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Of The Terrible Doubt Of Apperarances
by Walt Whitman


OF the terrible doubt of appearances,
Of the uncertainty after all--that we may be deluded,
That may-be reliance and hope are but speculations after all,
That may-be identity beyond the grave is a beautiful fable only,
May-be the things I perceive--the animals, plants, men, hills,
shining and flowing waters,
The skies of day and night--colors, densities, forms--May-be these
are, (as doubtless they are,) only apparitions, and the real
something has yet to be known;
(How often they dart out of themselves, as if to confound me and mock
me!
How often I think neither I know, nor any man knows, aught of them;)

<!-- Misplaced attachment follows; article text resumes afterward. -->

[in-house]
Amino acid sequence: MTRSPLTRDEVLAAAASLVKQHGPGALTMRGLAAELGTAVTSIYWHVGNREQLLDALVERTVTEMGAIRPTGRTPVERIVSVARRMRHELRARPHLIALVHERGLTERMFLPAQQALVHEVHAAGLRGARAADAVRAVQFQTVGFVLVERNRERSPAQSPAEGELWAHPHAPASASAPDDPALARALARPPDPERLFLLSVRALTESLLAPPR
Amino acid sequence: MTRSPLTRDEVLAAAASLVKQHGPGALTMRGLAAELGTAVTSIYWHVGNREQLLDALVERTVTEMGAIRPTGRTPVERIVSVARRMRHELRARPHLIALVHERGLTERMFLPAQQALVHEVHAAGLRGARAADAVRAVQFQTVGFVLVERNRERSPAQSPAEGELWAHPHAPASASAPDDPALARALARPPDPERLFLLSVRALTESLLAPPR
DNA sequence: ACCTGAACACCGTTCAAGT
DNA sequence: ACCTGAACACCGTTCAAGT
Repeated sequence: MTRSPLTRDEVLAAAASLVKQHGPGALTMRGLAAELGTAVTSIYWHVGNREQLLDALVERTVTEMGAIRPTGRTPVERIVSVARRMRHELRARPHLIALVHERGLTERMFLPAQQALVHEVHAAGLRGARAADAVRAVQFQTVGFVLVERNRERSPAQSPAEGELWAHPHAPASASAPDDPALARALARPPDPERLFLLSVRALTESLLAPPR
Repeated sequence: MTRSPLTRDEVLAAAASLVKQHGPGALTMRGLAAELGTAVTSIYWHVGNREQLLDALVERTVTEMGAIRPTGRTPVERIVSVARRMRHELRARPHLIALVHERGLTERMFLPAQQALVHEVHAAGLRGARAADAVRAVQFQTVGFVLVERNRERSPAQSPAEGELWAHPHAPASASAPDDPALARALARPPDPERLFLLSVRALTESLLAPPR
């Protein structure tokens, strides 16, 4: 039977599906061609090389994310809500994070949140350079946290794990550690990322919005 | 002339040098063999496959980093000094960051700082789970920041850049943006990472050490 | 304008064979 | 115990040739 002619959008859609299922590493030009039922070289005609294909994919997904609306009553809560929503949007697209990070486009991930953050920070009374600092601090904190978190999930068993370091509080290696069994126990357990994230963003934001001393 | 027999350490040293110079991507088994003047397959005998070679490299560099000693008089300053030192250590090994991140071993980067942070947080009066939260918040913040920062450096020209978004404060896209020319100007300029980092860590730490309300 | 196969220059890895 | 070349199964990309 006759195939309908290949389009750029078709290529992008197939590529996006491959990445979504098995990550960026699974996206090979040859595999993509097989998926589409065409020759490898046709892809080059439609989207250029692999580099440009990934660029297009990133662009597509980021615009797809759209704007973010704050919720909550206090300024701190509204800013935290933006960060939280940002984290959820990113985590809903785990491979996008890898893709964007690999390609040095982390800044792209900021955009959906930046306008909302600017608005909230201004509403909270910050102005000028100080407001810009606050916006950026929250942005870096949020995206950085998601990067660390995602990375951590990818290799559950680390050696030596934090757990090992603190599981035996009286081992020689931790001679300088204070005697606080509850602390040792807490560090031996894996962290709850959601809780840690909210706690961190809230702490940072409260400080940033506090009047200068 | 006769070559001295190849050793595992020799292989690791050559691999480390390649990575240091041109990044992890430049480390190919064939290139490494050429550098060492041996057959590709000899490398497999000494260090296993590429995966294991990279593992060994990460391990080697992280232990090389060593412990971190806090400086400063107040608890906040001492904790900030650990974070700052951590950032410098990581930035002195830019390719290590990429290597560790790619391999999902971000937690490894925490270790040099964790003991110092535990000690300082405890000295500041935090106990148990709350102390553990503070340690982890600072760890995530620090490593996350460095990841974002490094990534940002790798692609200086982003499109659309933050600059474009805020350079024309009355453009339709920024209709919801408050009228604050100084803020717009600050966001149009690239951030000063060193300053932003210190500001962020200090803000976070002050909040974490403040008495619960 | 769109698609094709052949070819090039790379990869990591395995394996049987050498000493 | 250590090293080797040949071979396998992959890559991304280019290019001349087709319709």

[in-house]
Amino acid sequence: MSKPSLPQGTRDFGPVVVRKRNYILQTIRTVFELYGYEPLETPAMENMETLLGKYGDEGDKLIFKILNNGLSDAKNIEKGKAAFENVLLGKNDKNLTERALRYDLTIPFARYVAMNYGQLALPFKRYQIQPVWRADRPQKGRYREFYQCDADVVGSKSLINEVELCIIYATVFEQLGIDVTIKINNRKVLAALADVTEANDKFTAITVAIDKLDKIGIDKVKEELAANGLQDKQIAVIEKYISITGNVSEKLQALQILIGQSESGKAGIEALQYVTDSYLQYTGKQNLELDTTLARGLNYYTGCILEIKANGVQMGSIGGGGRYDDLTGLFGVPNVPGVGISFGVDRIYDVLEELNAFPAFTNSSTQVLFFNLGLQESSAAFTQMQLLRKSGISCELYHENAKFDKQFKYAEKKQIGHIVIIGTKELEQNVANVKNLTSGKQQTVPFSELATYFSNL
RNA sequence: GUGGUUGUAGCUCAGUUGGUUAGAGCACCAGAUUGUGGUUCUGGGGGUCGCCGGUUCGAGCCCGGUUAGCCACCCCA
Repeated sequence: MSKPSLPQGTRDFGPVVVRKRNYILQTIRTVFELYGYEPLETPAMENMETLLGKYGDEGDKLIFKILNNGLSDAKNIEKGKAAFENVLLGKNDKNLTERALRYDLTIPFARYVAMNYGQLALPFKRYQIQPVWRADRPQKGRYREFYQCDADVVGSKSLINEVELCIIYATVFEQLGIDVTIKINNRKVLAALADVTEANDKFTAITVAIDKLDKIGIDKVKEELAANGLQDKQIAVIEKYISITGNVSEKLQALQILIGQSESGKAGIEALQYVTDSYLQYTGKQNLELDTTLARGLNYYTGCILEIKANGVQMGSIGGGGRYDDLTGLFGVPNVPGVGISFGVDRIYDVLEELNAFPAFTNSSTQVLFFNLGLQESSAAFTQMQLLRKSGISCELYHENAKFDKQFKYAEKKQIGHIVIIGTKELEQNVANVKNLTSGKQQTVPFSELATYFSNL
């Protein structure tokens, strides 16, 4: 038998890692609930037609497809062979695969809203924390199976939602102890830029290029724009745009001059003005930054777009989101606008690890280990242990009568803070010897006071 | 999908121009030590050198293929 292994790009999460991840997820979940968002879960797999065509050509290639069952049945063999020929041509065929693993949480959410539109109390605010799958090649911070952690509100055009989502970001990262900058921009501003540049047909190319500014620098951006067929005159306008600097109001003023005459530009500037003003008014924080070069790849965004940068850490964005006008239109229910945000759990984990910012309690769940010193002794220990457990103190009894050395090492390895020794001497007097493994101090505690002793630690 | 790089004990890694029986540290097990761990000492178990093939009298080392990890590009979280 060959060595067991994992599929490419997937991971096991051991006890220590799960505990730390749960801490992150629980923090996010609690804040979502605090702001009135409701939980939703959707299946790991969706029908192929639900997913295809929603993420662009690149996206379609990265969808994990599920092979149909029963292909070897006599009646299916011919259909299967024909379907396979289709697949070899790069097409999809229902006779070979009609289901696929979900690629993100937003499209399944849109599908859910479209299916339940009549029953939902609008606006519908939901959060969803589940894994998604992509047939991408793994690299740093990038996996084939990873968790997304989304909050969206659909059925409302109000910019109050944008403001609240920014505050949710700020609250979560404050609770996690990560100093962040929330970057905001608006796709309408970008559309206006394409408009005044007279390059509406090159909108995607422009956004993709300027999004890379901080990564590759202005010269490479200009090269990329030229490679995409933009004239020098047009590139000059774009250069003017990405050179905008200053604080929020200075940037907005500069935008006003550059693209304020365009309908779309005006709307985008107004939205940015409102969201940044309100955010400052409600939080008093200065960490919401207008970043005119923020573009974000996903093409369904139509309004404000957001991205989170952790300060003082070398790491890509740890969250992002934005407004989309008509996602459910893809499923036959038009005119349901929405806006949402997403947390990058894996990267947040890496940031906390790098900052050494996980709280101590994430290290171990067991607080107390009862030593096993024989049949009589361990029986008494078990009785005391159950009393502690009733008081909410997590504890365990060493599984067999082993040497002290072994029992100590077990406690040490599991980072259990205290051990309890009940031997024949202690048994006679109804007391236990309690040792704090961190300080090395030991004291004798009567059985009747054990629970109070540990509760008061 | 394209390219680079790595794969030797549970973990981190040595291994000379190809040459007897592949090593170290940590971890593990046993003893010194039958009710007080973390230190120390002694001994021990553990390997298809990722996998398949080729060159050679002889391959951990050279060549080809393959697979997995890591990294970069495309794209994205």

May-be seeming to me what they are, (as doubtless they indeed but
seem,) as from my present point of view--And might prove, (as
of course they would,) naught of what they appear, or naught
any how, from entirely changed points of view;
--To me, these, and the like of these, are curiously answer'd by my
lovers, my dear friends; 10
When he whom I love travels with me, or sits a long while holding me
by the hand,
When the subtle air, the impalpable, the sense that words and reason
hold not, surround us and pervade us,
Then I am charged with untold and untellable wisdom--I am silent--I
require nothing further,
I cannot answer the question of appearances, or that of identity
beyond the grave;
But I walk or sit indifferent--I am satisfied,
He ahold of my hand has completely satisfied me.